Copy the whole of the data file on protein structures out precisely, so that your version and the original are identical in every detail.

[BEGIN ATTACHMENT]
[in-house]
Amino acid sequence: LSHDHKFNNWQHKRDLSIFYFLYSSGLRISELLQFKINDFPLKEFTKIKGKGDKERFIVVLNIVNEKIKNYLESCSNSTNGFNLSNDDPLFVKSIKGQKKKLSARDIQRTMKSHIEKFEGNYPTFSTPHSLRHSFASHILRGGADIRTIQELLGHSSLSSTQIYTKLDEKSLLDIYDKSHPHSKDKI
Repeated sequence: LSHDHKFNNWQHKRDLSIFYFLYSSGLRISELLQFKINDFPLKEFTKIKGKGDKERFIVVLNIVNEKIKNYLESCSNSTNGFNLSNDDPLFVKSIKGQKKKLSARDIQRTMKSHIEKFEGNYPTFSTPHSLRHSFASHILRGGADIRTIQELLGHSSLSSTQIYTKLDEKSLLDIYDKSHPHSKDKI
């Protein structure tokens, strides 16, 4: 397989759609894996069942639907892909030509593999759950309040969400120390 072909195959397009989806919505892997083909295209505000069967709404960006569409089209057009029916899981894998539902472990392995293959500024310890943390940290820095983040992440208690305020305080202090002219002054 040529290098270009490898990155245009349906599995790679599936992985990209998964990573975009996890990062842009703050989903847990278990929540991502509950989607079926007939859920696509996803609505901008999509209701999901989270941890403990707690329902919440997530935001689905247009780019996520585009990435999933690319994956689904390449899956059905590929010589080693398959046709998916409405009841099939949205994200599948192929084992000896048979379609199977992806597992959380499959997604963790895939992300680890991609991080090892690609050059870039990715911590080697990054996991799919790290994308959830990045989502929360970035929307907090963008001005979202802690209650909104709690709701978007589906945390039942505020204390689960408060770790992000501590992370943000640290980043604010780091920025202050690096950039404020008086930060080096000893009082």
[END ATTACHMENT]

[in-house]
Amino acid sequence: LSHDHKFNNWQHKRDLSIFYFLYSSGLRISELLQFKINDFPLKEFTKIKGKGDKERFIVVLNIVNEKIKNYLESCSNSTNGFNLSNDDPLFVKSIKGQKKKLSARDIQRTMKSHIEKFEGNYPTFSTPHSLRHSFASHILRGGADIRTIQELLGHSSLSSTQIYTKLDEKSLLDIYDKSHPHSKDKI
Repeated sequence: LSHDHKFNNWQHKRDLSIFYFLYSSGLRISELLQFKINDFPLKEFTKIKGKGDKERFIVVLNIVNEKIKNYLESCSNSTNGFNLSNDDPLFVKSIKGQKKKLSARDIQRTMKSHIEKFEGNYPTFSTPHSLRHSFASHILRGGADIRTIQELLGHSSLSSTQIYTKLDEKSLLDIYDKSHPHSKDKI
């Protein structure tokens, strides 16, 4: 397989759609894996069942639907892909030509593999759950309040969400120390 072909195959397009989806919505892997083909295209505000069967709404960006569409089209057009029916899981894998539902472990392995293959500024310890943390940290820095983040992440208690305020305080202090002219002054 040529290098270009490898990155245009349906599995790679599936992985990209998964990573975009996890990062842009703050989903847990278990929540991502509950989607079926007939859920696509996803609505901008999509209701999901989270941890403990707690329902919440997530935001689905247009780019996520585009990435999933690319994956689904390449899956059905590929010589080693398959046709998916409405009841099939949205994200599948192929084992000896048979379609199977992806597992959380499959997604963790895939992300680890991609991080090892690609050059870039990715911590080697990054996991799919790290994308959830990045989502929360970035929307907090963008001005979202802690209650909104709690709701978007589906945390039942505020204390689960408060770790992000501590992370943000640290980043604010780091920025202050690096950039404020008086930060080096000893009082």